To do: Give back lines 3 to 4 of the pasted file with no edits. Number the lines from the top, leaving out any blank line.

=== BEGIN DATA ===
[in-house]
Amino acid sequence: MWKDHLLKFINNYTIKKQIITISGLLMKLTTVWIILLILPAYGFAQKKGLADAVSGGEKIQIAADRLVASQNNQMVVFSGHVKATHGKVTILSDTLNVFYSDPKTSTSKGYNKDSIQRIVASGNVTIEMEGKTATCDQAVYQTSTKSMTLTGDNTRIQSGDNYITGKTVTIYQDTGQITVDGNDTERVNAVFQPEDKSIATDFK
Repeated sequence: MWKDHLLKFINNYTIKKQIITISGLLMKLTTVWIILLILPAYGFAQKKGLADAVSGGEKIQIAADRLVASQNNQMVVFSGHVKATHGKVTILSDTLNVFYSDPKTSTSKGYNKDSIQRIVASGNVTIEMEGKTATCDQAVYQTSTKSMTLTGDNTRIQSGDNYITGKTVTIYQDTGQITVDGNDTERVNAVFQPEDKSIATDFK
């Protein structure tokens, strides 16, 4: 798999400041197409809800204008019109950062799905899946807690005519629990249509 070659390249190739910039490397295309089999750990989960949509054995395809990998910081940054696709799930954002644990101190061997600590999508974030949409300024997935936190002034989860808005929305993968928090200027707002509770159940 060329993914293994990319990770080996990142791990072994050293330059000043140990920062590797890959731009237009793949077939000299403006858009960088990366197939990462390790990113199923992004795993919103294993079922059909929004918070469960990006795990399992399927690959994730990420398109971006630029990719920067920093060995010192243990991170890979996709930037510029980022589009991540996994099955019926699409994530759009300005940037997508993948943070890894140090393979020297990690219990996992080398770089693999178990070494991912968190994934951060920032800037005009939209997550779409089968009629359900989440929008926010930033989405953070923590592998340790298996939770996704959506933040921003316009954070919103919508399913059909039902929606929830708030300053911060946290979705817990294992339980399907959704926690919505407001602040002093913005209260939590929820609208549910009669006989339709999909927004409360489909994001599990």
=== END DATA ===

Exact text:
Repeated sequence: MWKDHLLKFINNYTIKKQIITISGLLMKLTTVWIILLILPAYGFAQKKGLADAVSGGEKIQIAADRLVASQNNQMVVFSGHVKATHGKVTILSDTLNVFYSDPKTSTSKGYNKDSIQRIVASGNVTIEMEGKTATCDQAVYQTSTKSMTLTGDNTRIQSGDNYITGKTVTIYQDTGQITVDGNDTERVNAVFQPEDKSIATDFK
């Protein structure tokens, strides 16, 4: 798999400041197409809800204008019109950062799905899946807690005519629990249509 070659390249190739910039490397295309089999750990989960949509054995395809990998910081940054696709799930954002644990101190061997600590999508974030949409300024997935936190002034989860808005929305993968928090200027707002509770159940 060329993914293994990319990770080996990142791990072994050293330059000043140990920062590797890959731009237009793949077939000299403006858009960088990366197939990462390790990113199923992004795993919103294993079922059909929004918070469960990006795990399992399927690959994730990420398109971006630029990719920067920093060995010192243990991170890979996709930037510029980022589009991540996994099955019926699409994530759009300005940037997508993948943070890894140090393979020297990690219990996992080398770089693999178990070494991912968190994934951060920032800037005009939209997550779409089968009629359900989440929008926010930033989405953070923590592998340790298996939770996704959506933040921003316009954070919103919508399913059909039902929606929830708030300053911060946290979705817990294992339980399907959704926690919505407001602040002093913005209260939590929820609208549910009669006989339709999909927004409360489909994001599990």